So it’s only November 15th and already I’m knee deep in Christmas Crazy. Being the on-staff Music Director at a church I have the lovely responsibility of preparing all of the music for our whopping 11 Christmas Services (I know, that’s a lot of services) and 6 rehearsals. With a track list of 18 songs to arrange/orchestrate and chart for a full rock band plus strings and brass/woodwinds, I’d safely say that I have my hands full at the moment.
Oh, did I mention that rehearsals start on December 6th? That means the score needs to be finished by Friday of next week. I hope. Woof!
Now don’t get me wrong, I’m not complaining one bit. I love what I do and I love getting the opportunity to apply my knowledge and skills towards something of this size. Believe me, it’s an honor! But as much fun as it may be, it’s super stressful, what with deadlines and schedules and technical failures and gigs and transposing instruments and my ears feeling like their going to explode from all of the transcribing that I’ve been doing…
Okay, enough complaining 🙂
One thing I’ve learned throughout this journey is that you have to find a way to sneak some real fun in there. You can say all you want how much of an honor it is and how passionate you are about it, but at the end of the day you realize that you’ve been staring at a computer screen for 8 hours and the job still isn’t done yet. Not even close. So how do you deal?
How do you deal with the craziness and the stresses of being a musician? Maybe you’re in my shoes and you have a million songs to transcribe (maybe I’m overreacting a bit). Maybe you’ve got a lot of songs to learn, or maybe you’re nervous about a big gig coming up, or a lesson you feel unprepared for with a teacher you really respect, or maybe the gigs aren’t really coming in this month and that’s affecting your finances.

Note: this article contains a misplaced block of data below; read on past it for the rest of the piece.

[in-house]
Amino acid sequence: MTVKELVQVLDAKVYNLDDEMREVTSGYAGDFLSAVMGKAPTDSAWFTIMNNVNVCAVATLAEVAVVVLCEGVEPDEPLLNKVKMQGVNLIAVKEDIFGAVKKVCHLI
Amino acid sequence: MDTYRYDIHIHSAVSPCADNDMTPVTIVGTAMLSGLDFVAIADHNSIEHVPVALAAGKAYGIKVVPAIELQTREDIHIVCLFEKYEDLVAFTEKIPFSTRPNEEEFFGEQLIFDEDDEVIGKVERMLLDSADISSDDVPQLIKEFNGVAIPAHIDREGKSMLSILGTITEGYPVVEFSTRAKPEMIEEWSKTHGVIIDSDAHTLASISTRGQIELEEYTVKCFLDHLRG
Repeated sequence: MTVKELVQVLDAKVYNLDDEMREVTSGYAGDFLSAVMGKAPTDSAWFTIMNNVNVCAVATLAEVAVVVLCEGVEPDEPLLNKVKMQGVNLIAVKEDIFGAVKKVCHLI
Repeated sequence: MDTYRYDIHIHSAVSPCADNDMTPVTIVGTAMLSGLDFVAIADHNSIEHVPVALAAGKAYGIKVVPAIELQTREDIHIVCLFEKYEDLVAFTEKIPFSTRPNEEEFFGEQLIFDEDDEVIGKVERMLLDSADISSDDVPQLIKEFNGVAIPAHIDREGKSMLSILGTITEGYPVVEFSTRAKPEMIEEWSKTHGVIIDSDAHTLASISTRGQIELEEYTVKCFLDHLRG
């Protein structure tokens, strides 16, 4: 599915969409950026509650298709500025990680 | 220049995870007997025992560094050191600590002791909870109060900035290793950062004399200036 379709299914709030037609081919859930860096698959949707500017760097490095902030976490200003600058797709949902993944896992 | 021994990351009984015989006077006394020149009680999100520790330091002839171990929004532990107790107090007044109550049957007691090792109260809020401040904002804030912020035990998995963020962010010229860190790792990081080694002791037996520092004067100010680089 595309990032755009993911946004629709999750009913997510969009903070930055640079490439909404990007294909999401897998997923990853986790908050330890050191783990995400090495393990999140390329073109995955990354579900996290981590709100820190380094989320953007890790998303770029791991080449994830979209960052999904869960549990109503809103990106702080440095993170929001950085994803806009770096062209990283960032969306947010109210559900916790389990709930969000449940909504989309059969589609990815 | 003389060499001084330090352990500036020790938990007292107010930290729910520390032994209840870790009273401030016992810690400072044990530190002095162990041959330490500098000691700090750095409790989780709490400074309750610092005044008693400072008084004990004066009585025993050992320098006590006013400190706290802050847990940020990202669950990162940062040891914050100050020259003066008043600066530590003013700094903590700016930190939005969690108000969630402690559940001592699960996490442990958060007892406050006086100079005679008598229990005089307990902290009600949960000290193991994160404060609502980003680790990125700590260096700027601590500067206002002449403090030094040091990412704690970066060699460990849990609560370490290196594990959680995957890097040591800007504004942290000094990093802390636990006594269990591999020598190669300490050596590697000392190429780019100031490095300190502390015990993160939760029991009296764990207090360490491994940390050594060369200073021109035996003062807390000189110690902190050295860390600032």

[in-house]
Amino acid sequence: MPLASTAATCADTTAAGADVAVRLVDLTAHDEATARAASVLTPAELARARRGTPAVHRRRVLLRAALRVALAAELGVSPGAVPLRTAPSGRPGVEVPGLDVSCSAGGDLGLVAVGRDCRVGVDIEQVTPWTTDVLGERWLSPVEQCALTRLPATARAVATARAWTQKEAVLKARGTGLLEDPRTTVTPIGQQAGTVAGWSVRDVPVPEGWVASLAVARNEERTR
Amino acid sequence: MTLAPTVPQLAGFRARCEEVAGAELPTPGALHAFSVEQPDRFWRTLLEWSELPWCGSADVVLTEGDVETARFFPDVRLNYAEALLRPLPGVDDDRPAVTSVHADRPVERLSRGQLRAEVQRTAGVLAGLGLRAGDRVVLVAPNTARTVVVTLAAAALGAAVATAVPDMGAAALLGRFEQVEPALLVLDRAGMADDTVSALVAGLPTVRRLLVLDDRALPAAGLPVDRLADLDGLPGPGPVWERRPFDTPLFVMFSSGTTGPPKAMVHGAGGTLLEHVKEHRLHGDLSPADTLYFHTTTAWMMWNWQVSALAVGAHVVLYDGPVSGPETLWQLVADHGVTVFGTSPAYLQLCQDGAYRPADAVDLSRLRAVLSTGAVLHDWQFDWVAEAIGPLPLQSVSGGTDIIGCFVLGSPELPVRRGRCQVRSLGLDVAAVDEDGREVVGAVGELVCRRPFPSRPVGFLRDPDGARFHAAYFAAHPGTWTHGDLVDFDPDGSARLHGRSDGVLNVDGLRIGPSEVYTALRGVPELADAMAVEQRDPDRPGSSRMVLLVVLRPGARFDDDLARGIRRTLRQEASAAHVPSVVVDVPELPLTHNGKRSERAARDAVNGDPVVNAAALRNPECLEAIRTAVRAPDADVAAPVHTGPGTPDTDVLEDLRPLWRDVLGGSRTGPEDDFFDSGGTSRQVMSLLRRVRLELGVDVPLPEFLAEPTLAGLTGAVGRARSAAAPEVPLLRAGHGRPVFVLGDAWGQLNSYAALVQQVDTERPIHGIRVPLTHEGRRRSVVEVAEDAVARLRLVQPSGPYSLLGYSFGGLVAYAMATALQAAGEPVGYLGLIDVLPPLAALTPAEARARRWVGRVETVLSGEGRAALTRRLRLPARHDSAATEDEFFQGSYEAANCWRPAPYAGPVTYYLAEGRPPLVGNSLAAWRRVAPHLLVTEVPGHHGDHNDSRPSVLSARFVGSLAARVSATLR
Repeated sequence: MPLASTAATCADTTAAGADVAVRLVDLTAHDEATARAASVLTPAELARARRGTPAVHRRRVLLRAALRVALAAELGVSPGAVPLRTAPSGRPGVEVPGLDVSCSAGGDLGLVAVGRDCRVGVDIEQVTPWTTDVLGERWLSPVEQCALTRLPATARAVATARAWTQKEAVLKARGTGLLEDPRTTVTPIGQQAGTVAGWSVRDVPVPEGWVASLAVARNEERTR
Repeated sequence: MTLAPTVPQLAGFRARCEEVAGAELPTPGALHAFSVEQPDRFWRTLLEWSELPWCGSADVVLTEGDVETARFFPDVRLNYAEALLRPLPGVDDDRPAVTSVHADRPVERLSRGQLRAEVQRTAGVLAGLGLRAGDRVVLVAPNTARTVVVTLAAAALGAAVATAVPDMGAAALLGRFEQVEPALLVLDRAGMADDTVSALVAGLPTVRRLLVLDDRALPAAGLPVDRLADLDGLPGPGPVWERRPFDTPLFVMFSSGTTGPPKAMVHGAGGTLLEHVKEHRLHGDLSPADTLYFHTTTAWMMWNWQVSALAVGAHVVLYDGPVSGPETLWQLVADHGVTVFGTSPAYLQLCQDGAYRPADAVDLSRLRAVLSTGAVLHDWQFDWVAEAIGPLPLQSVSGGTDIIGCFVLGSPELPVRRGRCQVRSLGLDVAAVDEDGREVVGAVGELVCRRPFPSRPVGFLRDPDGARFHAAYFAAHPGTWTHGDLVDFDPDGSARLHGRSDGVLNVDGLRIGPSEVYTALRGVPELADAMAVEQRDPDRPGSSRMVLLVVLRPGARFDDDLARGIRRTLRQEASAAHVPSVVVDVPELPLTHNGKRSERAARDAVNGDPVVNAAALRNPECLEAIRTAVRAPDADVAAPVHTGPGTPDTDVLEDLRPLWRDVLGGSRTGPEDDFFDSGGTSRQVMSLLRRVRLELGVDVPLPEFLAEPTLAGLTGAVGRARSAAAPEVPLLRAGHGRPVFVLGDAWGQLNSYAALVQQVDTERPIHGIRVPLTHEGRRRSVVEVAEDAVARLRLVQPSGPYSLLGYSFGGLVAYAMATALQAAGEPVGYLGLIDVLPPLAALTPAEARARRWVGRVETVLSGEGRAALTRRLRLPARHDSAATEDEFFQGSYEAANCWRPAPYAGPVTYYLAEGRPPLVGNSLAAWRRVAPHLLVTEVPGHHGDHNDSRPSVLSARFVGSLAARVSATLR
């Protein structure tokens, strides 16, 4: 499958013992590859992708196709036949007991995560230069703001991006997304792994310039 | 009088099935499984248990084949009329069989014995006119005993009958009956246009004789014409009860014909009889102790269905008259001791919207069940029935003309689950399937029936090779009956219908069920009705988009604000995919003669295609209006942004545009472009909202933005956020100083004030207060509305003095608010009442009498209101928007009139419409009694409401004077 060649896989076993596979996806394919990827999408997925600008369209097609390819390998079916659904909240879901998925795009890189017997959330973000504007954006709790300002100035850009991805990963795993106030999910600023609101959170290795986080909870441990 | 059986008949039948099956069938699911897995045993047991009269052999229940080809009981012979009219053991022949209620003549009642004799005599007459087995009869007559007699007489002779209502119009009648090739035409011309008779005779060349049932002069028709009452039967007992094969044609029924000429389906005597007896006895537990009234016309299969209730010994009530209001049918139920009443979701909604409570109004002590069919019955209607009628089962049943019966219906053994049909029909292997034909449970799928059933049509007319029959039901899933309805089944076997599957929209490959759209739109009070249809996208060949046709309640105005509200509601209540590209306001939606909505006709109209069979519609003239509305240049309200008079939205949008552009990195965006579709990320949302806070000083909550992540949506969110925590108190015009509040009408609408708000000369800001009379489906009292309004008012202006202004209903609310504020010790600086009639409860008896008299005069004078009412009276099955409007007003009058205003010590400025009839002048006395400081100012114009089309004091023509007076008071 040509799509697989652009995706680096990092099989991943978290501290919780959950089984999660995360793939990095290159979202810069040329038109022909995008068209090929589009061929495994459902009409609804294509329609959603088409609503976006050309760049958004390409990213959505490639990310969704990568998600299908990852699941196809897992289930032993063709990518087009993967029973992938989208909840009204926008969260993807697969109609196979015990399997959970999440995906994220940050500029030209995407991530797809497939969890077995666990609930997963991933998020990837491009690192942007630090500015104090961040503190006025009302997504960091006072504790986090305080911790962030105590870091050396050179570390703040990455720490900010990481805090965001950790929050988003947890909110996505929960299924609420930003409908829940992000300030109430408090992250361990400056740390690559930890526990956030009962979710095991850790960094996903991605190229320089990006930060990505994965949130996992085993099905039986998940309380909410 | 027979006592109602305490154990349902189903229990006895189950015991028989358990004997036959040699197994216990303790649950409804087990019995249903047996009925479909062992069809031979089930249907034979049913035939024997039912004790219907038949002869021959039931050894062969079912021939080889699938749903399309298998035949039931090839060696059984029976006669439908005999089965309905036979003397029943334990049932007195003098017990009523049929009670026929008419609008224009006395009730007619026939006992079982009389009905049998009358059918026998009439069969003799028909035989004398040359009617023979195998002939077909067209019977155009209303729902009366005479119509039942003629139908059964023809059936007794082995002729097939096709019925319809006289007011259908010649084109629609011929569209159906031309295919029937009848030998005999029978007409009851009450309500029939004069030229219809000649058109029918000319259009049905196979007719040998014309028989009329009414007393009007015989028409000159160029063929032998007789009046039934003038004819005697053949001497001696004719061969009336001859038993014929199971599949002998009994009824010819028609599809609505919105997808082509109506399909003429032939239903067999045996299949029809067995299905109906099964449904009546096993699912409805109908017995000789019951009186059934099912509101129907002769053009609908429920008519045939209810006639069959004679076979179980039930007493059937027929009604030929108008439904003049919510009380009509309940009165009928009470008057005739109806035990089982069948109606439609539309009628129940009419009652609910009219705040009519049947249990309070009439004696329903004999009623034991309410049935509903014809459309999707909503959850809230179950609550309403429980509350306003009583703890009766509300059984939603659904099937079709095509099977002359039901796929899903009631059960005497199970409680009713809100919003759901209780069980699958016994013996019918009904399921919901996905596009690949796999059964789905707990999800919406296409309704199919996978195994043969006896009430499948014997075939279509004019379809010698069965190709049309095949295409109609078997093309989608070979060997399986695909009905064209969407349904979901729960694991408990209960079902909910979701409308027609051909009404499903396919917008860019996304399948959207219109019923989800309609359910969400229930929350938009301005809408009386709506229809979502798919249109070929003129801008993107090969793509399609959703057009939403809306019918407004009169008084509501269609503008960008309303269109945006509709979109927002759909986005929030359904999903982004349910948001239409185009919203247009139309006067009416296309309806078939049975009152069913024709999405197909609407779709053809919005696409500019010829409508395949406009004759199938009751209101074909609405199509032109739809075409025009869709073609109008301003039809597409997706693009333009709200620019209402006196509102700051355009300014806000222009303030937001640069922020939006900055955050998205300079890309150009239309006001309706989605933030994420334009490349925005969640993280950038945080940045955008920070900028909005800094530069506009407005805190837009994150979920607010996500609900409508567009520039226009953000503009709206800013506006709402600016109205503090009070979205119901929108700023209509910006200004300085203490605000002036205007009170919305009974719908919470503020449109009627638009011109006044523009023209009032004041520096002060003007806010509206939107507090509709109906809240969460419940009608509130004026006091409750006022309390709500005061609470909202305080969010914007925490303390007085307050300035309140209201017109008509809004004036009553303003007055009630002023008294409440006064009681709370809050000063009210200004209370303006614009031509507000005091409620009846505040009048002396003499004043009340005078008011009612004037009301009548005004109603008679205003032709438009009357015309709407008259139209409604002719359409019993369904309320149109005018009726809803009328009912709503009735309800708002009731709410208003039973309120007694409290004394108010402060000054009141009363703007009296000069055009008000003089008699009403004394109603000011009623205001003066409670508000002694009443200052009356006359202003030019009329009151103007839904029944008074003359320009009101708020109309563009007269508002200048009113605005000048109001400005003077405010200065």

I’ve actually been in all of these scenarios before, and in some cases I’ve juggled them (all of them, actually) simultaneously. It’s tough, but you can get through it. I could say things like, “Just think of how lucky you are!” Or, “This is what you wanted, remember?” Or, “Don’t give up, you’re almost there!” My favorite is, “Think of how awesome it’s going to feel when you look back and it’s all done!”
I tell myself a lot of things to help me get through it all, but do you want to know what helps me the best?
No, not the things you paint yellow and pink during Bunny Season. I’m talking about the kind of Easter Eggs that Wikipedia defines as an “intentional inside joke, hidden message, or feature in a work such as a computer program, video game, movie, book, or crossword.” My works are littered with these things; my music, my books, lectures, videos… I don’t know why but I really need the laugh when I’m in the thick of it working on this stuff. Most of it you will never notice it, but it’s there.
I just finished penning the melody to the main theme of Home Alone 2: Lost in New York into the turn-arounds of my arrangement of Jingle Bells. And I laughed to myself for a solid 10 minutes once I realized that this melody would work over my changes, and then I laughed even harder when I thought of how great it would be if anyone realized it. And then I laughed even harder when I thought of how great it will be that 99.9% of everyone listening to it will miss it.
They’ll probably also miss the hook from Take on Me in God Rest Ye Merry Gentlemen and Williams’ Jurassic Park theme in the background of Amazing Grace. I can guarantee that Somewhere Over the Rainbow and the Top Gun Anthem will sneak their way into it somewhere, because they’ve managed to make it into almost every body of work I’ve ever done. One time my guitar player dared me to play Eddie Breckenridge’s ostinato line from Thrice’s Staring at the Sun into every song in the set, and I did. Just so that we could all laugh while the audience had no clue. It’s a game that I play and I love it. It’s a fantastic distraction, a good laugh, and a creative way to deal with the stress of being smack in the middle something that makes you feel like you’re in way over your head.
What do you do to deal with the stress of coping with musicianhood?